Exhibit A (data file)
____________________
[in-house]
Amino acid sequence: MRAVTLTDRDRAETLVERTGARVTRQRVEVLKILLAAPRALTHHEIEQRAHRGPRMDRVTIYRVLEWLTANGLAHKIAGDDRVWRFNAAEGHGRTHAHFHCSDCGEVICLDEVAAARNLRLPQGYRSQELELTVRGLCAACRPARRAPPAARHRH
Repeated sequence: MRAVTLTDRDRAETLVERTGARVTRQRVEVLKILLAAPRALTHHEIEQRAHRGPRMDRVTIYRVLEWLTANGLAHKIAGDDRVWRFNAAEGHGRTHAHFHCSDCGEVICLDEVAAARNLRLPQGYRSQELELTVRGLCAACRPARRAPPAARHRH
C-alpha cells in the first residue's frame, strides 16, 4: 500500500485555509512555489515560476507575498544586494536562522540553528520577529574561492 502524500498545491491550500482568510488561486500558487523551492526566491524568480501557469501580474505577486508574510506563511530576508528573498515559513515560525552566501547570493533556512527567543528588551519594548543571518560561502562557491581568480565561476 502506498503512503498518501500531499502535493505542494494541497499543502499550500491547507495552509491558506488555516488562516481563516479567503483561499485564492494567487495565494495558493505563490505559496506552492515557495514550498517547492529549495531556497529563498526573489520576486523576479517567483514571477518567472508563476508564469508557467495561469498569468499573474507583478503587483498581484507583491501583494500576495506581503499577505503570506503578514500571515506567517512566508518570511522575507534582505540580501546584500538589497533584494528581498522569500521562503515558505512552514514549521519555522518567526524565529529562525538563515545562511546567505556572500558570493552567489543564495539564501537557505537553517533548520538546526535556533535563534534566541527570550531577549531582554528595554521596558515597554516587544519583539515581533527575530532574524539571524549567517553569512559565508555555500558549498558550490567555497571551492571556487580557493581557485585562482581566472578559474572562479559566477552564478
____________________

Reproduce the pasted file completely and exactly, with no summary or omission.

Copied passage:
[in-house]
Amino acid sequence: MRAVTLTDRDRAETLVERTGARVTRQRVEVLKILLAAPRALTHHEIEQRAHRGPRMDRVTIYRVLEWLTANGLAHKIAGDDRVWRFNAAEGHGRTHAHFHCSDCGEVICLDEVAAARNLRLPQGYRSQELELTVRGLCAACRPARRAPPAARHRH
Repeated sequence: MRAVTLTDRDRAETLVERTGARVTRQRVEVLKILLAAPRALTHHEIEQRAHRGPRMDRVTIYRVLEWLTANGLAHKIAGDDRVWRFNAAEGHGRTHAHFHCSDCGEVICLDEVAAARNLRLPQGYRSQELELTVRGLCAACRPARRAPPAARHRH
C-alpha cells in the first residue's frame, strides 16, 4: 500500500485555509512555489515560476507575498544586494536562522540553528520577529574561492 502524500498545491491550500482568510488561486500558487523551492526566491524568480501557469501580474505577486508574510506563511530576508528573498515559513515560525552566501547570493533556512527567543528588551519594548543571518560561502562557491581568480565561476 502506498503512503498518501500531499502535493505542494494541497499543502499550500491547507495552509491558506488555516488562516481563516479567503483561499485564492494567487495565494495558493505563490505559496506552492515557495514550498517547492529549495531556497529563498526573489520576486523576479517567483514571477518567472508563476508564469508557467495561469498569468499573474507583478503587483498581484507583491501583494500576495506581503499577505503570506503578514500571515506567517512566508518570511522575507534582505540580501546584500538589497533584494528581498522569500521562503515558505512552514514549521519555522518567526524565529529562525538563515545562511546567505556572500558570493552567489543564495539564501537557505537553517533548520538546526535556533535563534534566541527570550531577549531582554528595554521596558515597554516587544519583539515581533527575530532574524539571524549567517553569512559565508555555500558549498558550490567555497571551492571556487580557493581557485585562482581566472578559474572562479559566477552564478